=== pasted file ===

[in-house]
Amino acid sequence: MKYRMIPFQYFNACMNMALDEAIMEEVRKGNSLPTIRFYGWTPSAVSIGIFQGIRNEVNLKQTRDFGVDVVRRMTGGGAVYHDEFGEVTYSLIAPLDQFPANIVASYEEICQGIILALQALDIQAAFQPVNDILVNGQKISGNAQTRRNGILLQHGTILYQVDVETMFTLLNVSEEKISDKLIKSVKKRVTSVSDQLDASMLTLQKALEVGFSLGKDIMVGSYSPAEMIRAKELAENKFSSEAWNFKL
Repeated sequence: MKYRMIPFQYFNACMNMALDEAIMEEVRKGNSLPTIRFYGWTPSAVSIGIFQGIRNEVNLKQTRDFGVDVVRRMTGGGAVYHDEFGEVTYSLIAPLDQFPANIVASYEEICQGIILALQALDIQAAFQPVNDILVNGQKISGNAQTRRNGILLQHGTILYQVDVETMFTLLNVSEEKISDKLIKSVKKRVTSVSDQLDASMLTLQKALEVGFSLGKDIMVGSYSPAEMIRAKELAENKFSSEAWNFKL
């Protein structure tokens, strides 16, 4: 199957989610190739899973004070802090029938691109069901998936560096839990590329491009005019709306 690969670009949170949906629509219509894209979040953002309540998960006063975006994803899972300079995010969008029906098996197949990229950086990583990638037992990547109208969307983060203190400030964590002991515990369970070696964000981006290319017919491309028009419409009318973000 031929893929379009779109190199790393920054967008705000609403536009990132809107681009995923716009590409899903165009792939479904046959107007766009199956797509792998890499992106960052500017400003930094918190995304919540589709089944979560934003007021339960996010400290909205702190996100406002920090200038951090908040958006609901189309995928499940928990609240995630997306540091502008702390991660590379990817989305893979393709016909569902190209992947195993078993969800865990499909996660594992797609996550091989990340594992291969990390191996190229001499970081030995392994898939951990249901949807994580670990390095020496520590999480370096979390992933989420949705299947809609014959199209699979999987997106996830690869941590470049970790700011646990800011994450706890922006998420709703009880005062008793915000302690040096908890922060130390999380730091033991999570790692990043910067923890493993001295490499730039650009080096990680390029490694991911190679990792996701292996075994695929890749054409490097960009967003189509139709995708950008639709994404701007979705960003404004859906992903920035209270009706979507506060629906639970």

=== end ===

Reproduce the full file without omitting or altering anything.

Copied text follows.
[in-house]
Amino acid sequence: MKYRMIPFQYFNACMNMALDEAIMEEVRKGNSLPTIRFYGWTPSAVSIGIFQGIRNEVNLKQTRDFGVDVVRRMTGGGAVYHDEFGEVTYSLIAPLDQFPANIVASYEEICQGIILALQALDIQAAFQPVNDILVNGQKISGNAQTRRNGILLQHGTILYQVDVETMFTLLNVSEEKISDKLIKSVKKRVTSVSDQLDASMLTLQKALEVGFSLGKDIMVGSYSPAEMIRAKELAENKFSSEAWNFKL
Repeated sequence: MKYRMIPFQYFNACMNMALDEAIMEEVRKGNSLPTIRFYGWTPSAVSIGIFQGIRNEVNLKQTRDFGVDVVRRMTGGGAVYHDEFGEVTYSLIAPLDQFPANIVASYEEICQGIILALQALDIQAAFQPVNDILVNGQKISGNAQTRRNGILLQHGTILYQVDVETMFTLLNVSEEKISDKLIKSVKKRVTSVSDQLDASMLTLQKALEVGFSLGKDIMVGSYSPAEMIRAKELAENKFSSEAWNFKL
């Protein structure tokens, strides 16, 4: 199957989610190739899973004070802090029938691109069901998936560096839990590329491009005019709306 690969670009949170949906629509219509894209979040953002309540998960006063975006994803899972300079995010969008029906098996197949990229950086990583990638037992990547109208969307983060203190400030964590002991515990369970070696964000981006290319017919491309028009419409009318973000 031929893929379009779109190199790393920054967008705000609403536009990132809107681009995923716009590409899903165009792939479904046959107007766009199956797509792998890499992106960052500017400003930094918190995304919540589709089944979560934003007021339960996010400290909205702190996100406002920090200038951090908040958006609901189309995928499940928990609240995630997306540091502008702390991660590379990817989305893979393709016909569902190209992947195993078993969800865990499909996660594992797609996550091989990340594992291969990390191996190229001499970081030995392994898939951990249901949807994580670990390095020496520590999480370096979390992933989420949705299947809609014959199209699979999987997106996830690869941590470049970790700011646990800011994450706890922006998420709703009880005062008793915000302690040096908890922060130390999380730091033991999570790692990043910067923890493993001295490499730039650009080096990680390029490694991911190679990792996701292996075994695929890749054409490097960009967003189509139709995708950008639709994404701007979705960003404004859906992903920035209270009706979507506060629906639970």